Even stories such as the Lehigh Mountain Hawks and the Norfolk State Spartans are quickly forgotten. For a refresher, Lehigh and Norfolk were two 15-seeded teams during the 2012 NCAA Tournament who upset two 2-seeds – and college basketball perennial powerhouses – Duke and Missouri, respectively.

However, after the Round of 64, Lehigh and Norfolk lived down to their number 15-seed billings and exited humbly and quietly. Florida routed the Spartans 84-50, including an unbearable 25-0 run during the first half, in which Norfolk simply looked as if they did not belong – it was Michael Jordan one-on-one with little Kevin from down the block. The Mountain Hawks exited in a similar fashion, a 70-58 loss to Kenny Frease and Xavier in which the Musketeers used its bigger men to dominate Lehigh inside.

Cinderella had forgotten her slipper in the round of 64, but returned to pick it up before Prince Charming had a chance to see it – the magic was gone, and so were Lehigh and Norfolk State.

In fact, before this year, according to ESPN Stats & Info, teams seeded 15th were 0-6 all-time in the round of 32. Not only were the 0-6, but on average they lost by 15.0 points per game. So not only did they end their season early, they ended it poorly.

This 2013 NCAA Tournament, however, has proved that college sports are incredibly unpredictable. Upsets left no ESPN bracket (and there were over 9 million) perfect on the first day.

This year, Cinderella has ridden again through the NCAA in her pumpkin carriage.

Florida Gulf Coast University: the most cursed name in everyone’s brackets currently and the holder of the title “Cinderella Story.” The small, upstart college based out of Fort Meyers, FL astonished everyone with their upset of (2) Georgetown. Georgetown was a team that many selected as a Final Four contender. However, once America was defibrillated from the shock, they discovered it was real. Contrary to many who dismissed the FGCU Eagles as a one-and-down, similar to the Spartans and Mountain Hawks.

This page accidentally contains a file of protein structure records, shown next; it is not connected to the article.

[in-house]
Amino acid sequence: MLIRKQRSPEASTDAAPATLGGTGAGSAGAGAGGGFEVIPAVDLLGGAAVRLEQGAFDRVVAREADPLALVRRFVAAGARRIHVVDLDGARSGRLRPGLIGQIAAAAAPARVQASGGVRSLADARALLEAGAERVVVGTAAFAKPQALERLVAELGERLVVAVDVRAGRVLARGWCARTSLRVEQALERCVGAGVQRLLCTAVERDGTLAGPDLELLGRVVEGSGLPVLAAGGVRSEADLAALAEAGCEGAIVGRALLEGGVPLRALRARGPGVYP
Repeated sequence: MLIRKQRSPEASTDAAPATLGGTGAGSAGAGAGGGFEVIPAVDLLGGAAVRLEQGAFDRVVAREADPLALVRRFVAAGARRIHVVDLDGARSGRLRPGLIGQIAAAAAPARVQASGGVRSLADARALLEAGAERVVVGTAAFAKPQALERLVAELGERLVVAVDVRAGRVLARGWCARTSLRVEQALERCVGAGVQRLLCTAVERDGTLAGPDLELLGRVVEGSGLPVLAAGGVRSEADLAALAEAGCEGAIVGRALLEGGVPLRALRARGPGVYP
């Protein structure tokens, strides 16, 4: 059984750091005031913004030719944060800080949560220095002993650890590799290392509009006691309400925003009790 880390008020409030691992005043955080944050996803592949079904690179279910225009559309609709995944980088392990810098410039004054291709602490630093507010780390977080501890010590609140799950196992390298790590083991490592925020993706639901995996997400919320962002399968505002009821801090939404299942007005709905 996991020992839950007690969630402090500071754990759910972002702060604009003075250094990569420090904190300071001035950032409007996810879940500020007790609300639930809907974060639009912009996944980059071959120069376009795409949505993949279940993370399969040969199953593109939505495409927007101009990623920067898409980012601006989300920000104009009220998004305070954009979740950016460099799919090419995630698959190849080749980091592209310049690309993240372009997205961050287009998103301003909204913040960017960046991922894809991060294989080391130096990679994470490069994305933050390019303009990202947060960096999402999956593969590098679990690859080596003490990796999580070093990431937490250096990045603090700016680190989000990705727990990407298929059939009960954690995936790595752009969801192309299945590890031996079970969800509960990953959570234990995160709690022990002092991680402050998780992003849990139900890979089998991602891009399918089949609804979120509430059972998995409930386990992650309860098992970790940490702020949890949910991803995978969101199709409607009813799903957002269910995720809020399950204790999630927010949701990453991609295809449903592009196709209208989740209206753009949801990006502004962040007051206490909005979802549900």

Then, they did it again. It was improbable, but it happened. Florida Gulf Coast triumphed over (7) San Diego State 81-71 on Sunday night. The Eagles, who gained full Division I membership in only 2011, became the first ever 15-seed to make it to the Sweet 16. With their rap anthem and chants of DUNK CITY (#DunkCity trended nationally on Twitter), the Eagles are the hottest story in sports. They entered the 2013 NCAA tourney with 2000-to-1 odds of winning it all and have already taken two of the necessary steps to get there.

But there is a catch. As fun and as inspiring it is to have Florida Gulf Coast do so well, expectations should be tempered. The lowest seed to ever win an NCAA tournament was the 1985 Villanova squad, who was 8th, since seeding started in the 1979 NCAA tourney. There have only ever even been two double-digit seeds in the Final Four (2006 George Mason and 1986 LSU).